Saudi Arabia's humanitarian agency counting on partners to help fill UNRWA funding gap

Several western countries have paused funding to the UN agency as the Gaza war rages

Dr Abdullah Al Rabeeah, supervisor general of Saudi aid agency KSrelief, says providing food and medical aid for Gaza is the priority in the run-up to Ramadan. Salim A Essaid / The National
Powered by automated translation

Live updates: Follow the latest news on Israel-Gaza

Dr Abdullah Al Rabeeah, supervisor general of Saudi Arabia's top aid agency KSrelief, said Riyadh and regional and international partners were working to fill the funding gaps for the UN agency for Palestinian refugees (UNRWA) caused by major donor cuts.

"We are counting on other partners in the region and beyond," Dr Al Rabeeah told The National at the Human Capability Initiative conference in Riyadh.

The Saudi agency provided more than $15 million in financial support to UNRWA last November and works closely with it in Gaza to help civilians, which Dr Al Rabeeah says is the aim of KSrelief and his country.

"UNRWA is the largest and most capable organisation on the ground so we will continue to support it in order to reach poor civilians who are at risk of famine and epidemic diseases," he said.

The freeze from 14 countries came after claims that a small number of the agency’s staff were involved in Hamas’s October 7 attack on Israel, which UNRWA denies.

“We also hope that the global funders will revisit their stance and to be able to continue support for UNRWA. It is in the end a UN agency and it is helping poor civilians, so supporting it means supporting those at risk in Gaza," Dr Al Rabeeah said.

KSrelief is the humanitarian arm of the kingdom for delivering aid and relief beyond its borders. As the Muslim world prepares for Ramadan, food and medical aid supplies are being prioritised.

Dr Al Rabeeah said KSrelief was in constant communication with other humanitarian groups in the Gaza Strip, because "we don't want the people to suffer the combined effects of famine and fasting” during the holy month.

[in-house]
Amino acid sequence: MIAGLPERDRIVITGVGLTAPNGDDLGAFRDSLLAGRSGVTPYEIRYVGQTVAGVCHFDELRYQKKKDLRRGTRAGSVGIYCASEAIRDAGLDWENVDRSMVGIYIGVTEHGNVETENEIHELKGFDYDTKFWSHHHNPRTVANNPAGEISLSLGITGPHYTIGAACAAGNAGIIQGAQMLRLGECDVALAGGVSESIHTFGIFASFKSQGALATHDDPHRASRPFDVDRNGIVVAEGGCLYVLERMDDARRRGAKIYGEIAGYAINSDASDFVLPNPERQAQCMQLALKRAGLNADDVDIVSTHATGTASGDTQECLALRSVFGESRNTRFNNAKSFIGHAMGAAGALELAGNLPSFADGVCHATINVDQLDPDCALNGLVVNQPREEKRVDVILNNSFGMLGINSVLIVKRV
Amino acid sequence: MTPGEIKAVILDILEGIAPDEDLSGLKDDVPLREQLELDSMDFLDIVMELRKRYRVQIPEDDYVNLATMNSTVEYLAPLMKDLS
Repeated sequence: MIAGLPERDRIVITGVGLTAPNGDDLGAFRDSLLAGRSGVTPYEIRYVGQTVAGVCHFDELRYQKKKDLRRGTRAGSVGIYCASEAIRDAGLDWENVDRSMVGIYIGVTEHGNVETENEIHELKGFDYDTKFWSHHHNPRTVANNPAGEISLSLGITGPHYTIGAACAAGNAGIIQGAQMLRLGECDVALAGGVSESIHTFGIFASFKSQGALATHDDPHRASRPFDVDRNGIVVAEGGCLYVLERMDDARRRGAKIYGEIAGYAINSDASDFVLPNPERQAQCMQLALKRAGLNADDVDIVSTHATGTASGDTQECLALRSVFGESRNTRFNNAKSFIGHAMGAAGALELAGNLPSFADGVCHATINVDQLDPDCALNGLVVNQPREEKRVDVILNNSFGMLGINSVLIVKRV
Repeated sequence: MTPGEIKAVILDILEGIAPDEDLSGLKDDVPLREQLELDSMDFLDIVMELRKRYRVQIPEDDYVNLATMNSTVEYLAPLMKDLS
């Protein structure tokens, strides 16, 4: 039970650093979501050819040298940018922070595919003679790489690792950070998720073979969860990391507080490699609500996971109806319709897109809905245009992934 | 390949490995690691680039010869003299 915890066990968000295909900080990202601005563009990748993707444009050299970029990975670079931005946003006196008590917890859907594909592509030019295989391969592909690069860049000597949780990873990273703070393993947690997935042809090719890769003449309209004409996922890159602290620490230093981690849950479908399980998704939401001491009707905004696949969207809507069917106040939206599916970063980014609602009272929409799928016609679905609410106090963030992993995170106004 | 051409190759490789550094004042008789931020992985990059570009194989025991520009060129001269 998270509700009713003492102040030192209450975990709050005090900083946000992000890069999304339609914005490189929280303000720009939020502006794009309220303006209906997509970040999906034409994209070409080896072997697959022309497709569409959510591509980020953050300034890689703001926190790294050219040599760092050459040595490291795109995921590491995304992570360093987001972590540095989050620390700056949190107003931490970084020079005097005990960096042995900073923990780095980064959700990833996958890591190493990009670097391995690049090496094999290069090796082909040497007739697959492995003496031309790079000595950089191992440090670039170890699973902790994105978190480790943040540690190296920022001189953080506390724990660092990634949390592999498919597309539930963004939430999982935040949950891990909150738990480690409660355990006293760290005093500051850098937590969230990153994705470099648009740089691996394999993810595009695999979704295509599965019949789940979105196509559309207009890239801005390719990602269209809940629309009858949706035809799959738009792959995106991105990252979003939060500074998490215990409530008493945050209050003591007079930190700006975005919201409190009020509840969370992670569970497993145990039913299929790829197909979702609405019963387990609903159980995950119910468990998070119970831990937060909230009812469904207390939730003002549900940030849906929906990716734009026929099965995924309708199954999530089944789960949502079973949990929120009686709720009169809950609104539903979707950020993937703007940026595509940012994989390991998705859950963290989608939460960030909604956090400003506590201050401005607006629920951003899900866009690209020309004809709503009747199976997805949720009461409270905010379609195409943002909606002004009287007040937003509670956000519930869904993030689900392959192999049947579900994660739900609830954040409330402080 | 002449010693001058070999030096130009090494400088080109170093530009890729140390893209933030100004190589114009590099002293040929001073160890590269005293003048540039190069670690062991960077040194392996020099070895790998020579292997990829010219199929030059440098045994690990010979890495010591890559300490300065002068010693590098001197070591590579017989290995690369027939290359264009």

In response to concerning reports of malnutrition facing vulnerable people in the enclave, especially women and children, Dr Al Rabeeah said KSrelief's priorities were to provide food and shelter for Gazans, but it was also looking at the health care of children and the protection of women and the elderly.

Reflecting on the conflict in Yemen, Dr Al Rabeeah said Saudi Arabia's stance has been to reach all governorates in the country and to help Yemenis "irrespective of their belongings and the respect of their ethnic group. Our aim is to see Yemen safe, stable and prosperous".

Previously a paediatric surgeon, Dr Al Rabeeah, who was the kingdom's health minister until May 2015, emphasised the continued need to support Yemen in fighting against epidemics.

"We have been very active and responsive to local epidemics and pandemics starting with the cholera endemic which happened in 2017, which we managed with our partners to control. We have also programs to control dengue fever, which was also successful. We have also had programs during Covid," he said.

Since it was founded, KSrelief has delivered relief to 95 countries and initiated more than 2,700 projects directly and in partnership with UN agencies, international and national NGOs, providing more than $6.4 billion in aid, it says.

The humanitarian agency has also raised an impressive amount of money through its Sahem Platform, a public relief campaign for Palestinians in Gaza.

“I'm proud to say we are approaching $170 million in donations coming from the public on Sahem," he added.

In Gaza, where Israel's war has killed more than 30,000 people, the enclave's 2.3 million residents lack access to food, water, adequate shelter and basic supplies, the UN has warned.

The UN children's agency, Unicef, has said an alarming lack of food, surging malnutrition and disease could lead to an “explosion” in child deaths in Gaza.

On February 19 it estimated that one in six children aged under two in Gaza were acutely malnourished.

UNRWA's commissioner general Philippe Lazzarini has said he fears Gaza is on the “edge of a monumental disaster” that could have severe consequences for peace, security and human rights in the region.

Dr Al Rabeeah called for the opening of humanitarian corridors to allow aid into Gaza under a ceasefire.

"As a humanitarian agency, my hope and plea is to see all corridors open and for the ceasefire to start," he said.

Updated: March 01, 2024, 5:35 AM